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TRC Final Report

Page Number (Original) 699

Paragraph Numbers 522 to 532

Volume 2

Chapter 7

Subsection 40

Surrogate forces

522 Evidence has shown that, through contra-mobilisation, the notion of ‘strategic communication’ (STRATCOM) or ‘communications operations’ (COMOPS) was extended to include the establishment or covert support of groups opposed to the mass movements and the ANC. The covert nature of such support and the evidence that such individuals and groups were directly involved in violence takes this strategy way beyond legitimate political mobilisation, representing a direct intervention into communities. As with elimination, this policy is reflected in documents of the SSC where there is frequent reference to the ‘uitbuiting’ (exploitation) of divisions within organisations and communities.

523 Of particular relevance in the 1990s is a previous history of encouraging divisions between Inkatha and the UDF. What is important to note is that this covert policy of encouraging and fomenting such divisions predates the outbreak of violent conflict in Natal and that, when the conflict assumed violent proportions, this was simply noted and no attempt was made to change the overall strategy. This indicates, at the very least, that this was regarded as acceptable, possibly even desirable. Operation Marion and the Caprivi training must thus be seen in the context of this overall State Security Council policy. A similar strategy was reflected in Operation Katzen and support for vigilante groups. Covert support for anti-UDF/ ANC groupings was well established by the 1990 and was seen as legitimate and authorised. This support led to the development of links between individual security force operatives and conservative individuals at a local level, providing a basis for ongoing destabilisation on the ground. The connection between this strategy and the violence in the 1990s is obvious. Indeed, support for Inkatha continued into the 1990s. It is thus not surprising that security force members believed that it was legitimate to provide support, including arms, to Inkatha, or to seek to protect and foster IFP-linked forces when policing violence-torn communities.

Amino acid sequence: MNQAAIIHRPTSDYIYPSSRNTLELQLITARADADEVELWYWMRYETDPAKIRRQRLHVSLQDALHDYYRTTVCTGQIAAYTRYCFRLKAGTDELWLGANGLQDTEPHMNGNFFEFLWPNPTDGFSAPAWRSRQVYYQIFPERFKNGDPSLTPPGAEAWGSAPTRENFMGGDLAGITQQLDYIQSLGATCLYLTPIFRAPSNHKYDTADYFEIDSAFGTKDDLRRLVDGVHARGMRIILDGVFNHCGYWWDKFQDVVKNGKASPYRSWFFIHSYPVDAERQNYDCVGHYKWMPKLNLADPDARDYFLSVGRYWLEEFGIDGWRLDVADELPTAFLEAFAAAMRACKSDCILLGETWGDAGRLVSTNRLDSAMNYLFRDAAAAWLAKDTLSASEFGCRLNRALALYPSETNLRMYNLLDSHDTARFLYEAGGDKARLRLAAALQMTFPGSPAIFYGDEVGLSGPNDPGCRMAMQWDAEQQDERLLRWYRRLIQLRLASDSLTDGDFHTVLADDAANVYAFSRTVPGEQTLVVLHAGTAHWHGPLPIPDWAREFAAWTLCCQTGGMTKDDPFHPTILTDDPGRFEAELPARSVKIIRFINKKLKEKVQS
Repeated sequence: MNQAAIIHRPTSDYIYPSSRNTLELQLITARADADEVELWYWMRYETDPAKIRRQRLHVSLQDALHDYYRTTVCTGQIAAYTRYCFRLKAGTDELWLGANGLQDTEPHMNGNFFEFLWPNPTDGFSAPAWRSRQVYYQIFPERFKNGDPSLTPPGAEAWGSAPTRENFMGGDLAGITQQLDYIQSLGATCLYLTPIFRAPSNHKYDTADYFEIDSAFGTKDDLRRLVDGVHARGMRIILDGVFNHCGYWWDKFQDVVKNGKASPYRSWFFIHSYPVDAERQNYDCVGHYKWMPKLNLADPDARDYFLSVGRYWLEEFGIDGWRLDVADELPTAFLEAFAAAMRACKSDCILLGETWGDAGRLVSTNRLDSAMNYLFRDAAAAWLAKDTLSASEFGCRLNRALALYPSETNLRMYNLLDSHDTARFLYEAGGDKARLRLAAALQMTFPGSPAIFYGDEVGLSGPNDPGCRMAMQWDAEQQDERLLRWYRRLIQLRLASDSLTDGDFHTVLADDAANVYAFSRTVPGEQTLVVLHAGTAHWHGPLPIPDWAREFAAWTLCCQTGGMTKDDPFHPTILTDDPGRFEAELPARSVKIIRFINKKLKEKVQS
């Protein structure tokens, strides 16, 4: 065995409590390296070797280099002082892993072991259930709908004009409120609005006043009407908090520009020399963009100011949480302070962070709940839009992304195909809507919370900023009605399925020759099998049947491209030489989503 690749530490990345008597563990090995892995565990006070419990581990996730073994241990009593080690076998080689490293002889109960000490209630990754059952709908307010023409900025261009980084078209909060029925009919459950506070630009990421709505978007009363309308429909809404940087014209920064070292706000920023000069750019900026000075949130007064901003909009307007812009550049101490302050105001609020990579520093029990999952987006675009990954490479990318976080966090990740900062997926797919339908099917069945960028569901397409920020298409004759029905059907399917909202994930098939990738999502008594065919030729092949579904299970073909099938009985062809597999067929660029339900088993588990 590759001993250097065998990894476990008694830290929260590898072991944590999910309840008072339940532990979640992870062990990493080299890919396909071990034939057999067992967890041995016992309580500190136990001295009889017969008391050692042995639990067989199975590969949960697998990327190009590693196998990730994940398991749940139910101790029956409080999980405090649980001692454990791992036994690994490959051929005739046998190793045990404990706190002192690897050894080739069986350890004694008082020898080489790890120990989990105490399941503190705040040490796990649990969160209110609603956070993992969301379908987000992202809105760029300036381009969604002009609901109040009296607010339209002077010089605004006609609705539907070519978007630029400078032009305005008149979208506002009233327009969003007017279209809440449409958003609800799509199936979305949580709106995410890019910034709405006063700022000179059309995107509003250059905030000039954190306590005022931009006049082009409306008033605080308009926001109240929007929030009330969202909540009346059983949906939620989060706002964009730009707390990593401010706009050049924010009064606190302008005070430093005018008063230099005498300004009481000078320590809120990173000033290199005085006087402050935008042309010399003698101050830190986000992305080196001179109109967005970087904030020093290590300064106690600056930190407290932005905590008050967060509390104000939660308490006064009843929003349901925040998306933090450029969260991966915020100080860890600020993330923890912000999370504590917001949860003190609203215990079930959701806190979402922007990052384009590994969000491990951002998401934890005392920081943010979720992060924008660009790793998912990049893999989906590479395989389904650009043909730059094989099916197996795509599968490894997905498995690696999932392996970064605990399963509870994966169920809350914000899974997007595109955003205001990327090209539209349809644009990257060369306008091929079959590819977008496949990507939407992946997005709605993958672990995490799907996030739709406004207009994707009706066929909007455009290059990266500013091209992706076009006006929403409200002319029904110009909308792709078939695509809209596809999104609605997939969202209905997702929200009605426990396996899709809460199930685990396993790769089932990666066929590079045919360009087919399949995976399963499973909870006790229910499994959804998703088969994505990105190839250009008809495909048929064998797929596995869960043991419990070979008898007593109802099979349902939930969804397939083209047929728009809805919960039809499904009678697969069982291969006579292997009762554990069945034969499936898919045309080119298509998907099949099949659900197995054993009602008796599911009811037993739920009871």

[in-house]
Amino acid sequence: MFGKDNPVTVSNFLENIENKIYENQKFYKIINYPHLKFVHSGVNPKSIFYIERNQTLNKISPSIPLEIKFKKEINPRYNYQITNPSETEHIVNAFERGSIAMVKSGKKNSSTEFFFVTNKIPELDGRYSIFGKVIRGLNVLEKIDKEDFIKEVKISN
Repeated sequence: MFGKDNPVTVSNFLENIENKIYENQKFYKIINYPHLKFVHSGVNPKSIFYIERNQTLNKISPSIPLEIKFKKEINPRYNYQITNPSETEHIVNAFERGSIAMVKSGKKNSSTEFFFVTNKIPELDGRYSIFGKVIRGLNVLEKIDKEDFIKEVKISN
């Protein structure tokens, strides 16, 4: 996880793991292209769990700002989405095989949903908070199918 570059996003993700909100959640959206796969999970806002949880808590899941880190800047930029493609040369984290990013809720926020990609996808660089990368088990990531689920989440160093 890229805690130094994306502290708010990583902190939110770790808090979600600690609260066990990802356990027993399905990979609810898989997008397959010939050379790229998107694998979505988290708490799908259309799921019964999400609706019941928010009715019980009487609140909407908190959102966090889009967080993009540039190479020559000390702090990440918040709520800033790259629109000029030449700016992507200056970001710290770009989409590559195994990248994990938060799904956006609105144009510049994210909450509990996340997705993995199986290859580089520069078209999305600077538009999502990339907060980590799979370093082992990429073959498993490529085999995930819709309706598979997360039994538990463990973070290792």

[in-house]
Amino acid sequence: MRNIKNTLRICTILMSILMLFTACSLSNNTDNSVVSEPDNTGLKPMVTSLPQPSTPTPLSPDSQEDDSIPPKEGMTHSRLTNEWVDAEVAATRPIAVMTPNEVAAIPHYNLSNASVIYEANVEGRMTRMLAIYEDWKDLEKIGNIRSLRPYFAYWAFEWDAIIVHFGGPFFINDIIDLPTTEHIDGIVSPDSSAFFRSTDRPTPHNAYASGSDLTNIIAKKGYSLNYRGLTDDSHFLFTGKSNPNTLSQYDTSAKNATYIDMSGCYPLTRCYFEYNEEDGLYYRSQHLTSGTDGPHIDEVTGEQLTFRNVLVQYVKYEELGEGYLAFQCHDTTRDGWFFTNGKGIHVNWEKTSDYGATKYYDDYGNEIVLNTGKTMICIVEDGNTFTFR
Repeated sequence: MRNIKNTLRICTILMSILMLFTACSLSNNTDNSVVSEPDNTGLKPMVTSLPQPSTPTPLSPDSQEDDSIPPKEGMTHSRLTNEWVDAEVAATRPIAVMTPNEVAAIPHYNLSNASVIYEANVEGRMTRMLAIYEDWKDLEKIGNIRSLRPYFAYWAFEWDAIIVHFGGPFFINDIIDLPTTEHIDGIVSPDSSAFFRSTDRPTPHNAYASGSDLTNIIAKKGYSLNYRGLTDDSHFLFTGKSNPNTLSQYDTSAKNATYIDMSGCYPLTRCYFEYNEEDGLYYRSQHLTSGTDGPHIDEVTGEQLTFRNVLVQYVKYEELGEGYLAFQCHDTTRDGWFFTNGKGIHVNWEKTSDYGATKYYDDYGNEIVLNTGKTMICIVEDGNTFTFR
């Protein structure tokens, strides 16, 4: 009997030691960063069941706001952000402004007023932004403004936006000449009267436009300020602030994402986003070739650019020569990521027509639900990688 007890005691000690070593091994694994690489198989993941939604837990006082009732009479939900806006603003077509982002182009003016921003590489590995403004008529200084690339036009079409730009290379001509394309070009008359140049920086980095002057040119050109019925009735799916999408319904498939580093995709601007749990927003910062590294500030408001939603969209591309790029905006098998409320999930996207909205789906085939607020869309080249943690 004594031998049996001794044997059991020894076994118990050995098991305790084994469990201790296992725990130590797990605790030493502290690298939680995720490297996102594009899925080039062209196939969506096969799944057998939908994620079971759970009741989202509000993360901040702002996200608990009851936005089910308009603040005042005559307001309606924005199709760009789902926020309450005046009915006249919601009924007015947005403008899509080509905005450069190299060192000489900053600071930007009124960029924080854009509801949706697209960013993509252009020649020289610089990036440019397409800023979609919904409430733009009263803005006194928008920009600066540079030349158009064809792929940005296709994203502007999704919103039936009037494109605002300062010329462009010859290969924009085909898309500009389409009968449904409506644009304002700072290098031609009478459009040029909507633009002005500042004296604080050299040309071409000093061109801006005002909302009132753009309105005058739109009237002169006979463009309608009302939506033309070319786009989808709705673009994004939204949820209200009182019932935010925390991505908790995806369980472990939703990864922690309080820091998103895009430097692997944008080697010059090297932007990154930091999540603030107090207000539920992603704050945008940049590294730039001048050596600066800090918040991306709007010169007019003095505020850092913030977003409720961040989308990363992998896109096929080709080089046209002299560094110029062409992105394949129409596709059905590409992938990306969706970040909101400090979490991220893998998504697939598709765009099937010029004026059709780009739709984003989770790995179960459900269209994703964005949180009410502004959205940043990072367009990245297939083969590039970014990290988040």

Covert structures and activities

524 It is also important to stress that the kind of activity outlined above was largely conducted by covert structures. The establishment of covert structures – covert precisely in order to obscure the link to the state – is central to this period. In the early years, the development of covert structures centred largely around two main arenas – propaganda (as is evidenced by the ‘Info’ or ‘Muldergate’ scandal) and sanctions busting.